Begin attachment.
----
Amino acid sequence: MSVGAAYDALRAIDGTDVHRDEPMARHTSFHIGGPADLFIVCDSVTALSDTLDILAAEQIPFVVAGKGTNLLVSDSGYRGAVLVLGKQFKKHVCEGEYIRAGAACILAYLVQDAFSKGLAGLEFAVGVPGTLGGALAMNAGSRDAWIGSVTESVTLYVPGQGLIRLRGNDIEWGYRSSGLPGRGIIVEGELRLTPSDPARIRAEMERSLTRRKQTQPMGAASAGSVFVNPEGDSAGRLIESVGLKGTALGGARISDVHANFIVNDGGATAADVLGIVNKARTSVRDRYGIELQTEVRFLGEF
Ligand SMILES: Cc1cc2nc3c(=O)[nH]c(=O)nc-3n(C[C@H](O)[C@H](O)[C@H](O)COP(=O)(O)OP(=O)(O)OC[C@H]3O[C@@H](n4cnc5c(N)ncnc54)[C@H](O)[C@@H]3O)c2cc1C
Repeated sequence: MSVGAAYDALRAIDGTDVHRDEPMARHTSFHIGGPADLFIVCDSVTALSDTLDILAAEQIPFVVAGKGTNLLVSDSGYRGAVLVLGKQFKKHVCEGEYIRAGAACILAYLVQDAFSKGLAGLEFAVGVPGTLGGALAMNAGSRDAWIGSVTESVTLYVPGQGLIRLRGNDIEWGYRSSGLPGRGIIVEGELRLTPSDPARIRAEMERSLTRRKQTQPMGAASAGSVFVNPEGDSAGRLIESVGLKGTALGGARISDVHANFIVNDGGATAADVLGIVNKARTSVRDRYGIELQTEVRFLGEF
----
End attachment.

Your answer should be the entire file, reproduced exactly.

Amino acid sequence: MSVGAAYDALRAIDGTDVHRDEPMARHTSFHIGGPADLFIVCDSVTALSDTLDILAAEQIPFVVAGKGTNLLVSDSGYRGAVLVLGKQFKKHVCEGEYIRAGAACILAYLVQDAFSKGLAGLEFAVGVPGTLGGALAMNAGSRDAWIGSVTESVTLYVPGQGLIRLRGNDIEWGYRSSGLPGRGIIVEGELRLTPSDPARIRAEMERSLTRRKQTQPMGAASAGSVFVNPEGDSAGRLIESVGLKGTALGGARISDVHANFIVNDGGATAADVLGIVNKARTSVRDRYGIELQTEVRFLGEF
Ligand SMILES: Cc1cc2nc3c(=O)[nH]c(=O)nc-3n(C[C@H](O)[C@H](O)[C@H](O)COP(=O)(O)OP(=O)(O)OC[C@H]3O[C@@H](n4cnc5c(N)ncnc54)[C@H](O)[C@@H]3O)c2cc1C
Repeated sequence: MSVGAAYDALRAIDGTDVHRDEPMARHTSFHIGGPADLFIVCDSVTALSDTLDILAAEQIPFVVAGKGTNLLVSDSGYRGAVLVLGKQFKKHVCEGEYIRAGAACILAYLVQDAFSKGLAGLEFAVGVPGTLGGALAMNAGSRDAWIGSVTESVTLYVPGQGLIRLRGNDIEWGYRSSGLPGRGIIVEGELRLTPSDPARIRAEMERSLTRRKQTQPMGAASAGSVFVNPEGDSAGRLIESVGLKGTALGGARISDVHANFIVNDGGATAADVLGIVNKARTSVRDRYGIELQTEVRFLGEF